Friday, August 9, 2013

Book Review: THE COMPLETE PEANUTS, VOL. 19: 1987-88 by Charles M. Schulz (Fantagraphics, 2013)

On February 29, 1988, shocked fans of PEANUTS discovered that Charles Schulz had abandoned the "four squares [as in panels] a day" daily-strip format that had served him so well for 37 1/2 years (less a couple of quirky experiments in the strip's very early days).  Schulz actually took his sweet time in exploiting the new format, with most of the remaining 1988 dailies being presented in the form of three identically-sized larger panels.  Single- and double-panel strips soon began to appear, however, a foreshadowing of the strip's aesthetic bounceback in the 1990s.  The shakeup came just in time, as the strips enjoyed (or, in all too many cases, yawned over) by the American version of "the DuckTales generation" weren't much of an improvement over the rather tired stuff that Schulz had been dishing out since the early Reagan years.  Even Fantagraphics seems to have recognized that putting this latest collection together was something of a drag for all concerned; the introduction by Garry Trudeau is simply a reprint of a column Trudeau wrote at the time of Schulz' retirement in 1999.  With so many recycled gags being used here, what was the harm in using a recycled commentary?

The much-mocked Tapioca Pudding has dropped from sight by the start of 1987, but her female replacement (of sorts), a little girl named Lydia with whom Linus shares a number of surreal conversations, makes up the difference simply by virtue of her weirdness.  She constantly asks Linus, "Aren't you kind of old for me?" and quite literally changes her name on a daily basis.  Remarkably, this character would hang around the strip for the better part of a decade, arguably mining more out of an obvious case of schizophrenia than any fictional character ever has.  With Sally's unrequited crush on Linus having become something of a cliche -- let's not even talk about Lucy's thing for Schroeder anymore -- I do credit Schulz for trying to approach the "bizarre romance" theme from a somewhat different angle.  Lydia, however, is so peculiar that I must count her introduction into the main cast as a mixed blessing at best.  Perhaps she will be given more "normal" personality traits as time goes on.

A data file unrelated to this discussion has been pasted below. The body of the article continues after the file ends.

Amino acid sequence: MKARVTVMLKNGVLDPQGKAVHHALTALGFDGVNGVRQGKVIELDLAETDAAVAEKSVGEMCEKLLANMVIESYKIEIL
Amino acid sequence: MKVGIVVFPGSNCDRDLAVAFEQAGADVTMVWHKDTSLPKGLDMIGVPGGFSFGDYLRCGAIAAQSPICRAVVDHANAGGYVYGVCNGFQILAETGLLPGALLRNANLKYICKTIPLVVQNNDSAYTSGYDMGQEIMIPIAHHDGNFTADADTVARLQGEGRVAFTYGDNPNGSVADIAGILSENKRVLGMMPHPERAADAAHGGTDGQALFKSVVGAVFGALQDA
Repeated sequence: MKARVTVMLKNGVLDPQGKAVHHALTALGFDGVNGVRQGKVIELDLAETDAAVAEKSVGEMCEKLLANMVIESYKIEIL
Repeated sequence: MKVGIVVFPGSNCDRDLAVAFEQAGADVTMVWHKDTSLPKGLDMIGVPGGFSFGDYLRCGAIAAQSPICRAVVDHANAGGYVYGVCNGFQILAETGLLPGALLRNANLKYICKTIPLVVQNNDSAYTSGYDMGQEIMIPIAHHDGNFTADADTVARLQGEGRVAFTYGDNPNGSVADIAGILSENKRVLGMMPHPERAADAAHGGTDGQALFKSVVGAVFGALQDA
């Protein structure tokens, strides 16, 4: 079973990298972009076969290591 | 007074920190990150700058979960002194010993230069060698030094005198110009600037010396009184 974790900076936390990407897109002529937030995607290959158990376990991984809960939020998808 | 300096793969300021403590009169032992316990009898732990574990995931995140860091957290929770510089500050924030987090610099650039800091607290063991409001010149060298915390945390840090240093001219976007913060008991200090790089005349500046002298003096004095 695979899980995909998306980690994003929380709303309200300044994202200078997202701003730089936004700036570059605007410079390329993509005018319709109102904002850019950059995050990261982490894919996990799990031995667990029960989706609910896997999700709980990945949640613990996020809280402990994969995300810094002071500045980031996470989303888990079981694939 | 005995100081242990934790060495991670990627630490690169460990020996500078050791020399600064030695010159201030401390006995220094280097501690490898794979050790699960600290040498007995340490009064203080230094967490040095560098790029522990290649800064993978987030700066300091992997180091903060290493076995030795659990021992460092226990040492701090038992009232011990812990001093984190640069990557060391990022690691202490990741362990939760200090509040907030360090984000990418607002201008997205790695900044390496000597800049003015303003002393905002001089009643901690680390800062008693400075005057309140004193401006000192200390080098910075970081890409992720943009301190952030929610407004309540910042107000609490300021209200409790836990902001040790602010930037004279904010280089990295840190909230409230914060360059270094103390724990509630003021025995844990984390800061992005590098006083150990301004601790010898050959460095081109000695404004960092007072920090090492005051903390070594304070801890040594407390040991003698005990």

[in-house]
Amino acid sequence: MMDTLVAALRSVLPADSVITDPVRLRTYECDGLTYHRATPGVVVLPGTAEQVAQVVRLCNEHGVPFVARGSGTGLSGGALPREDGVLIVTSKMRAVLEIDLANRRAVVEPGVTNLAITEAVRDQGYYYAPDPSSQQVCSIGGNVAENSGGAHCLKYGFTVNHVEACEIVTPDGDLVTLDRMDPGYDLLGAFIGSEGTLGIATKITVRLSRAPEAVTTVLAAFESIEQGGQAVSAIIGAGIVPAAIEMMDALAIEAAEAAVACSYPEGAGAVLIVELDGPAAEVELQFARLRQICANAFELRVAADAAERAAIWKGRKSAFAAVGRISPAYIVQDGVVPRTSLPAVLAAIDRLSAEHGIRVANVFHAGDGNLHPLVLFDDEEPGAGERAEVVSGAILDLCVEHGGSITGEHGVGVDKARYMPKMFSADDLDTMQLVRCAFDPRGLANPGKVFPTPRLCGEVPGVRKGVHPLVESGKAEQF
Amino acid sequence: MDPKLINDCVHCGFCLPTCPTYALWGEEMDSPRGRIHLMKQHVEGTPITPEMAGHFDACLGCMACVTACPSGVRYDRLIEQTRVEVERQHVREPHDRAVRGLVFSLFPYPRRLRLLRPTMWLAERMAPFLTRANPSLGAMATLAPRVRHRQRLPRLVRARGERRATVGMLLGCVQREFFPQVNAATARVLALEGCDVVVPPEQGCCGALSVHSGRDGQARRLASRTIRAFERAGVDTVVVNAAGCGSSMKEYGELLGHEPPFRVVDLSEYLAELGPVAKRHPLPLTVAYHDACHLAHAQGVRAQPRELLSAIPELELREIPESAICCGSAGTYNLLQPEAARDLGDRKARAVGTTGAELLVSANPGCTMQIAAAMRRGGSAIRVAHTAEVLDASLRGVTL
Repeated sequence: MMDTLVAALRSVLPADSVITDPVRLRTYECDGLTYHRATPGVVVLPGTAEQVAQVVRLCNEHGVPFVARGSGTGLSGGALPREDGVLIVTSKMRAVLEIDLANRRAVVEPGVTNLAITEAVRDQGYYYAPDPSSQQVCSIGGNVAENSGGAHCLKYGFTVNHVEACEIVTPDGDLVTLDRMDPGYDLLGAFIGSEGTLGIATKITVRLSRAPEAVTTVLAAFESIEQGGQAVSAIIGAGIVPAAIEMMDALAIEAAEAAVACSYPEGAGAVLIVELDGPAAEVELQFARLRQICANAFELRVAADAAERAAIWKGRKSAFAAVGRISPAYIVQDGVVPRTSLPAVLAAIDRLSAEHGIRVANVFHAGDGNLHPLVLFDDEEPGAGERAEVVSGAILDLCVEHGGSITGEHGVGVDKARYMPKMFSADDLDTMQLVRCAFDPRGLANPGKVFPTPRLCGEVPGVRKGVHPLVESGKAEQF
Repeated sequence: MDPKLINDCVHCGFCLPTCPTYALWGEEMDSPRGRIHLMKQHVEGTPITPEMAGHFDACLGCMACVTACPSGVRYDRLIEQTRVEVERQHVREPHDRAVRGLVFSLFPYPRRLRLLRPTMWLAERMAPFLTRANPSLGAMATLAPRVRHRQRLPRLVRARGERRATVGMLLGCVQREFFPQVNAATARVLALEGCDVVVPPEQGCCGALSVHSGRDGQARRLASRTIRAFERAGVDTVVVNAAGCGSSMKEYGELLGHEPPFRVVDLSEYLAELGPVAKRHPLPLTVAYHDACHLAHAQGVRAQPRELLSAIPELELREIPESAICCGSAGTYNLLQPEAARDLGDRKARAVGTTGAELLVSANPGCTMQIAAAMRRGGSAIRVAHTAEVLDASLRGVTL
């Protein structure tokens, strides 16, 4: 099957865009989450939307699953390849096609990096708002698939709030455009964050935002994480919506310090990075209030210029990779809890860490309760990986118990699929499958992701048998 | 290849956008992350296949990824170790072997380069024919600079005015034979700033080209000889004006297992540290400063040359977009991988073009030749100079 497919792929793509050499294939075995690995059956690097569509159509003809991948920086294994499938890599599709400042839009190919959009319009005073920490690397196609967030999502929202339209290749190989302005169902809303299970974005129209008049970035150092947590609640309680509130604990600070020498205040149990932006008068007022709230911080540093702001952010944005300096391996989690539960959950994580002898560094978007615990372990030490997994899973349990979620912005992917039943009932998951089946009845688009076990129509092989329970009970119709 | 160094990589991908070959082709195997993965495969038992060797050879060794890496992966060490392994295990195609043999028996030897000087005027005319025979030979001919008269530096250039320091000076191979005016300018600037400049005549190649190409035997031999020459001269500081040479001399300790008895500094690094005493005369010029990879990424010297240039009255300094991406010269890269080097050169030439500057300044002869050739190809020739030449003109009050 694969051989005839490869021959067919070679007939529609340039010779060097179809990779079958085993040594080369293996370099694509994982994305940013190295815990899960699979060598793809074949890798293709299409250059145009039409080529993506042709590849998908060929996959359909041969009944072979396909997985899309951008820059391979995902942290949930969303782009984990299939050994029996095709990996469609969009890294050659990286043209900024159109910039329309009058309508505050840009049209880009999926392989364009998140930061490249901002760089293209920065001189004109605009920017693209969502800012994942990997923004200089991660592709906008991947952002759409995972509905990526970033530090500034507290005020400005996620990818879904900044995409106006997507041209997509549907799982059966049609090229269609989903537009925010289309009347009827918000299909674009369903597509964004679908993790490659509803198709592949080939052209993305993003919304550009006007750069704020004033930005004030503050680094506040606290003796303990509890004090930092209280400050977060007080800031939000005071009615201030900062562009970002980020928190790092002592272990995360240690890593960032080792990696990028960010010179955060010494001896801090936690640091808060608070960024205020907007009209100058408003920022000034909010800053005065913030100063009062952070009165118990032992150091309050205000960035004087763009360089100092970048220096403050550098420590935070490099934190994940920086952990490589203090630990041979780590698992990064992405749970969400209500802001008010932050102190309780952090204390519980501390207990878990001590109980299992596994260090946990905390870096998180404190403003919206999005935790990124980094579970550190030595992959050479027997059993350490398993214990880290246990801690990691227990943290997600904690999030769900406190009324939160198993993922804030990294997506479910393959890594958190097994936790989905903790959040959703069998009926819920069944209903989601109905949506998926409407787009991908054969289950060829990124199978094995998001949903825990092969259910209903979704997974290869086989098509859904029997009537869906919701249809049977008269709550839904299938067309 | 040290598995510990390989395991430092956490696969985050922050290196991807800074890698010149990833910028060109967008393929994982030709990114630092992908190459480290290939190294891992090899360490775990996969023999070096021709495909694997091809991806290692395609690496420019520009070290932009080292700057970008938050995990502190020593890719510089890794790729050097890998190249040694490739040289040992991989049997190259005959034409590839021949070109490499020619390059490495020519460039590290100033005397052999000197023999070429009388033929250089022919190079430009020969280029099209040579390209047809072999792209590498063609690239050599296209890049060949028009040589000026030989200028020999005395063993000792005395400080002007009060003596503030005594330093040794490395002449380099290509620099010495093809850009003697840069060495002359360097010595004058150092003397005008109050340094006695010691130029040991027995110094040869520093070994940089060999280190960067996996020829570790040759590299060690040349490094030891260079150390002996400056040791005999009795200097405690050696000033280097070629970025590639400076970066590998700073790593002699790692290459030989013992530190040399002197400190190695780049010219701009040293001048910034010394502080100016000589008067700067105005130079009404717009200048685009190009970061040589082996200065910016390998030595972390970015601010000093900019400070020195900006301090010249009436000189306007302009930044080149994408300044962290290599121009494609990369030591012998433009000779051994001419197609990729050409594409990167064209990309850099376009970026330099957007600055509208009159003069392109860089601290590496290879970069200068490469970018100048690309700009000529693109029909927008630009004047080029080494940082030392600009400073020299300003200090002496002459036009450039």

The tone of this volume is summed up by the "Lucy/Charlie Brown/football" strip of October 23, 1988, in which the two characters trundle through their notorious routine without a single word being spoken until the last panel.  At the end, Lucy sighs, "Eventually everything in life becomes so routine."  Supposedly, Schulz was completely burned out on ideas for this yearly ritual and managed to dredge up another one only because President Reagan told him that the bit was his favorite PEANUTS moment.  I suppose that one could call this minimalist version of the routine "inspired" because it strips everything down to its existential essence, but I'd prefer to call it an indication of a very tired and jaded creator.  What I've seen of the 90s PEANUTS, however, suggests that much better things are to come in Schulz' final decade.

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